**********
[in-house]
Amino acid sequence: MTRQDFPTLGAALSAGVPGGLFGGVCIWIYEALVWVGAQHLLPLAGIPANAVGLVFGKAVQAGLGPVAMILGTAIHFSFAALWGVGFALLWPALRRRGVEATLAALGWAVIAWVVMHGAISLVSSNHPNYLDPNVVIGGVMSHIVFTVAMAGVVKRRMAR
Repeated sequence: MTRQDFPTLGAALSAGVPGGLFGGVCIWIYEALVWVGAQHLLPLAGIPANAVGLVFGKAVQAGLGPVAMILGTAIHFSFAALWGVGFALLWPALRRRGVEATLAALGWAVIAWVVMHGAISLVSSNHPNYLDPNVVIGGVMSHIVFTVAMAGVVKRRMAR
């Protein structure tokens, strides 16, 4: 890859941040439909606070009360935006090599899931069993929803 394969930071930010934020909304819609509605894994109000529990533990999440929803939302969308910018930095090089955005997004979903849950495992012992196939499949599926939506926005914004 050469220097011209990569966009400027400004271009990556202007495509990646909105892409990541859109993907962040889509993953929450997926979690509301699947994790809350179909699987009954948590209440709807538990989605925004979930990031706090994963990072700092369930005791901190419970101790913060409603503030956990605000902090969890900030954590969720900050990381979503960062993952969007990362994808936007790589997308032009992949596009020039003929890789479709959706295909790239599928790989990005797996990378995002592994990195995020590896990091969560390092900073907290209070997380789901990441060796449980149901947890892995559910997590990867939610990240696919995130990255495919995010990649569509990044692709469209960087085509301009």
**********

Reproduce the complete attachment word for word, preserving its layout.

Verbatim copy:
[in-house]
Amino acid sequence: MTRQDFPTLGAALSAGVPGGLFGGVCIWIYEALVWVGAQHLLPLAGIPANAVGLVFGKAVQAGLGPVAMILGTAIHFSFAALWGVGFALLWPALRRRGVEATLAALGWAVIAWVVMHGAISLVSSNHPNYLDPNVVIGGVMSHIVFTVAMAGVVKRRMAR
Repeated sequence: MTRQDFPTLGAALSAGVPGGLFGGVCIWIYEALVWVGAQHLLPLAGIPANAVGLVFGKAVQAGLGPVAMILGTAIHFSFAALWGVGFALLWPALRRRGVEATLAALGWAVIAWVVMHGAISLVSSNHPNYLDPNVVIGGVMSHIVFTVAMAGVVKRRMAR
């Protein structure tokens, strides 16, 4: 890859941040439909606070009360935006090599899931069993929803 394969930071930010934020909304819609509605894994109000529990533990999440929803939302969308910018930095090089955005997004979903849950495992012992196939499949599926939506926005914004 050469220097011209990569966009400027400004271009990556202007495509990646909105892409990541859109993907962040889509993953929450997926979690509301699947994790809350179909699987009954948590209440709807538990989605925004979930990031706090994963990072700092369930005791901190419970101790913060409603503030956990605000902090969890900030954590969720900050990381979503960062993952969007990362994808936007790589997308032009992949596009020039003929890789479709959706295909790239599928790989990005797996990378995002592994990195995020590896990091969560390092900073907290209070997380789901990441060796449980149901947890892995559910997590990867939610990240696919995130990255495919995010990649569509990044692709469209960087085509301009």